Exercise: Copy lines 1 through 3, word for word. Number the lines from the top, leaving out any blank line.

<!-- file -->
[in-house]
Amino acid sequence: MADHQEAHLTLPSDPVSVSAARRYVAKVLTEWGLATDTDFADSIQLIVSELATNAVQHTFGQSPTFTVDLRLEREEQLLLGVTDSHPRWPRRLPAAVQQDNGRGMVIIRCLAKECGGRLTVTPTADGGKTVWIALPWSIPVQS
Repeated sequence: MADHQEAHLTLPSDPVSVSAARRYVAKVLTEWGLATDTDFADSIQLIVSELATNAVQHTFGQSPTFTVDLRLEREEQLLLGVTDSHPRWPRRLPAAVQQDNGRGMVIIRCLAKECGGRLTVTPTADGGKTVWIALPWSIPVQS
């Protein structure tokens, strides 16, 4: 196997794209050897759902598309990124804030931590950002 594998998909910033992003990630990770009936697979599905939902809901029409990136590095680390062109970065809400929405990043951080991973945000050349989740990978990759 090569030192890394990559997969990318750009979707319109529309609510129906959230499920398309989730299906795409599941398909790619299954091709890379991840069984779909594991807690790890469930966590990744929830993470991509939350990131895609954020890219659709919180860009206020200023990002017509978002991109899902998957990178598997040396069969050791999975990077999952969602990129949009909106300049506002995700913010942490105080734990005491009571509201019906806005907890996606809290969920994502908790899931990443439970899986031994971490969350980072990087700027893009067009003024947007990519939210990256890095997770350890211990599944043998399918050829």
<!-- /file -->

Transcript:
[in-house]
Amino acid sequence: MADHQEAHLTLPSDPVSVSAARRYVAKVLTEWGLATDTDFADSIQLIVSELATNAVQHTFGQSPTFTVDLRLEREEQLLLGVTDSHPRWPRRLPAAVQQDNGRGMVIIRCLAKECGGRLTVTPTADGGKTVWIALPWSIPVQS
Repeated sequence: MADHQEAHLTLPSDPVSVSAARRYVAKVLTEWGLATDTDFADSIQLIVSELATNAVQHTFGQSPTFTVDLRLEREEQLLLGVTDSHPRWPRRLPAAVQQDNGRGMVIIRCLAKECGGRLTVTPTADGGKTVWIALPWSIPVQS